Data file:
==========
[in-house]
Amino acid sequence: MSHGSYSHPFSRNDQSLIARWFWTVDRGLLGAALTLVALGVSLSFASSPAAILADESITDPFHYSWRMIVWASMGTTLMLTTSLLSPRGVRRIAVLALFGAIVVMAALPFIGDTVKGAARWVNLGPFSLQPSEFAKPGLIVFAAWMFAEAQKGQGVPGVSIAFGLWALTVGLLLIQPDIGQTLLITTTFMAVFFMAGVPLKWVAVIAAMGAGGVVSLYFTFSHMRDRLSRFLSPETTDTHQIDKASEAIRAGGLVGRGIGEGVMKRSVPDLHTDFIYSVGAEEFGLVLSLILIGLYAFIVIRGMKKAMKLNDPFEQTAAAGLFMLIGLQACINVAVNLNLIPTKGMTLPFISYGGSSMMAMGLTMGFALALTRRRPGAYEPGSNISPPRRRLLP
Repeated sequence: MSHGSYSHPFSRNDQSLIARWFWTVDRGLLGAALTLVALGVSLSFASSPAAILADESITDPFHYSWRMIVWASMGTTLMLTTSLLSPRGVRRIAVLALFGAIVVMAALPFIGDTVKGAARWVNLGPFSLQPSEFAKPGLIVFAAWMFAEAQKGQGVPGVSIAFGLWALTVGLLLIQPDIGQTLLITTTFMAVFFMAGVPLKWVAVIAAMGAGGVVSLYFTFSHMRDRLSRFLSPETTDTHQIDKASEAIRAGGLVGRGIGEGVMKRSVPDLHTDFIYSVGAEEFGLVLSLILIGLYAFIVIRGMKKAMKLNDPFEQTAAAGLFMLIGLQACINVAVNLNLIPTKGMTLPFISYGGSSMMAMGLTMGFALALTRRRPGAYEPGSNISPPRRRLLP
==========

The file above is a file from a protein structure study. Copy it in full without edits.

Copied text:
[in-house]
Amino acid sequence: MSHGSYSHPFSRNDQSLIARWFWTVDRGLLGAALTLVALGVSLSFASSPAAILADESITDPFHYSWRMIVWASMGTTLMLTTSLLSPRGVRRIAVLALFGAIVVMAALPFIGDTVKGAARWVNLGPFSLQPSEFAKPGLIVFAAWMFAEAQKGQGVPGVSIAFGLWALTVGLLLIQPDIGQTLLITTTFMAVFFMAGVPLKWVAVIAAMGAGGVVSLYFTFSHMRDRLSRFLSPETTDTHQIDKASEAIRAGGLVGRGIGEGVMKRSVPDLHTDFIYSVGAEEFGLVLSLILIGLYAFIVIRGMKKAMKLNDPFEQTAAAGLFMLIGLQACINVAVNLNLIPTKGMTLPFISYGGSSMMAMGLTMGFALALTRRRPGAYEPGSNISPPRRRLLP
Repeated sequence: MSHGSYSHPFSRNDQSLIARWFWTVDRGLLGAALTLVALGVSLSFASSPAAILADESITDPFHYSWRMIVWASMGTTLMLTTSLLSPRGVRRIAVLALFGAIVVMAALPFIGDTVKGAARWVNLGPFSLQPSEFAKPGLIVFAAWMFAEAQKGQGVPGVSIAFGLWALTVGLLLIQPDIGQTLLITTTFMAVFFMAGVPLKWVAVIAAMGAGGVVSLYFTFSHMRDRLSRFLSPETTDTHQIDKASEAIRAGGLVGRGIGEGVMKRSVPDLHTDFIYSVGAEEFGLVLSLILIGLYAFIVIRGMKKAMKLNDPFEQTAAAGLFMLIGLQACINVAVNLNLIPTKGMTLPFISYGGSSMMAMGLTMGFALALTRRRPGAYEPGSNISPPRRRLLP